The number of credits an individual needs to qualify for Social Security depends on his or her age and the type of benefit. Any future Social Security benefit payment depends on a person’s earnings, averaged over a working lifetime. Generally, the higher a person’s earnings, the higher his or her Social Security benefit will be.

And remember that Social Security is more than retirement. If a worker becomes disabled before reaching retirement age, he or she may be eligible for Social Security disability benefits. A disabled worker’s spouse and dependent children also may be eligible for benefits. If a worker dies, the widow or widower and dependent children may be eligible for Social Security survivors benefits.

If you, or someone you know, were wounded while on active duty in the military, find out more about what Social Security can do by visiting our website designed specifically for wounded warriors: There, you will find answers to a number of commonly asked questions, as well as other useful information about disability benefits and Supplemental Security Income (SSI).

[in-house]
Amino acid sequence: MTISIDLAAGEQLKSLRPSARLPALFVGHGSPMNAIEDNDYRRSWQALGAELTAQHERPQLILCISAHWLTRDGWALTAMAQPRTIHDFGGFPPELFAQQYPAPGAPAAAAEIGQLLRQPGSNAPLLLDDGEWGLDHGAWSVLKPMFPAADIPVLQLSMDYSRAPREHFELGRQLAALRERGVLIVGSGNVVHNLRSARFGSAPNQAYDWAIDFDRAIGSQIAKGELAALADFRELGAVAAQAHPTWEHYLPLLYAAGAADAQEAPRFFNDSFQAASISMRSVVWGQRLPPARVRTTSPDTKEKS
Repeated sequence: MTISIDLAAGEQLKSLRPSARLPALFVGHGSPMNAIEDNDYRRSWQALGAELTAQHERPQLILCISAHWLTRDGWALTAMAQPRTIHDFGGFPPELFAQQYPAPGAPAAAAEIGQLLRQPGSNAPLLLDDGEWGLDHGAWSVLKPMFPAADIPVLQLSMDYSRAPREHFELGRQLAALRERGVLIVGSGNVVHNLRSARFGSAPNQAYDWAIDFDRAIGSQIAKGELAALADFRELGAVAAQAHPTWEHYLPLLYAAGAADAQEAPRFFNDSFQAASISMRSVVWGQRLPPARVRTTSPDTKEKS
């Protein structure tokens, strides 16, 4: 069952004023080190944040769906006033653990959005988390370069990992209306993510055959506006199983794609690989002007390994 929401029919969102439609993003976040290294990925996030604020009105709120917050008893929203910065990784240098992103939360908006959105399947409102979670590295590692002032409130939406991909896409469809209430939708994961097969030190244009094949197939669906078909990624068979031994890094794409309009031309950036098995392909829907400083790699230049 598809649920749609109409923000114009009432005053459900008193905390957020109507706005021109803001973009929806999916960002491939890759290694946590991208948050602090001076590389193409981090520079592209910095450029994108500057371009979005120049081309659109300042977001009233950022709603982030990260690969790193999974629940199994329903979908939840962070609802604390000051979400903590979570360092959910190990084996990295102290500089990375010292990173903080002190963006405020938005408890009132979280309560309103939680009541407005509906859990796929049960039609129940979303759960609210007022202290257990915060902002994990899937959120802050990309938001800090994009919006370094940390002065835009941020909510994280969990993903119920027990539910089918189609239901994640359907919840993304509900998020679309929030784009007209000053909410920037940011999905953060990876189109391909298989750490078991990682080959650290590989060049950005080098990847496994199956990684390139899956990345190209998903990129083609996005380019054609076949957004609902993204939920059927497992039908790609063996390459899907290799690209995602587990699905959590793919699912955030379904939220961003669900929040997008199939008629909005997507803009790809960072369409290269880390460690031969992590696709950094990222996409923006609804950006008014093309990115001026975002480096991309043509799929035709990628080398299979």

Veterans and others who are within 10 years of retirement age should begin planning for retirement. A good place to start is with Social Security’s Retirement Estimator at

For more information, you can read our fact sheet, Military Service and Social Security, which is available on our website at


FBI Launches Child ID Mobile App

The Federal Bureau of Investigation (FBI) has launched its first mobile application—the Child ID App. This free mobile app provides a convenient place to electronically store photos and vital information about one’s children that can be easily provided to authorities if a child goes missing.

The app allows users to send information—including pictures or other physical identifiers such as height and weight—to authorities with a few clicks. It also provides tips on keeping children safe and guidance on what to do in the first few crucial hours after a child goes missing.

The Child ID App is currently available for use on iPhones and can be downloaded for free from the App Store on iTunes. The FBI is planning to expand the tool to other types of mobile devices in the near future.


Learn more about the FBI’s Child ID App at

The FBI's new Child ID App can be downloaded for free from the App Store on iTunes at


95210 zip code to?
Do you know what this zip code mean?

Strengthening Families
Wednesday, August 10, 2011 from 1pm-5pm.

A free program to strengthen family relationships, improve parenting skills, and increase youth’s social and life skills.

Session One

September 12 – October 20, 2011
Monday and Tuesday nights
5:30 p.m. to 8:00 p.m.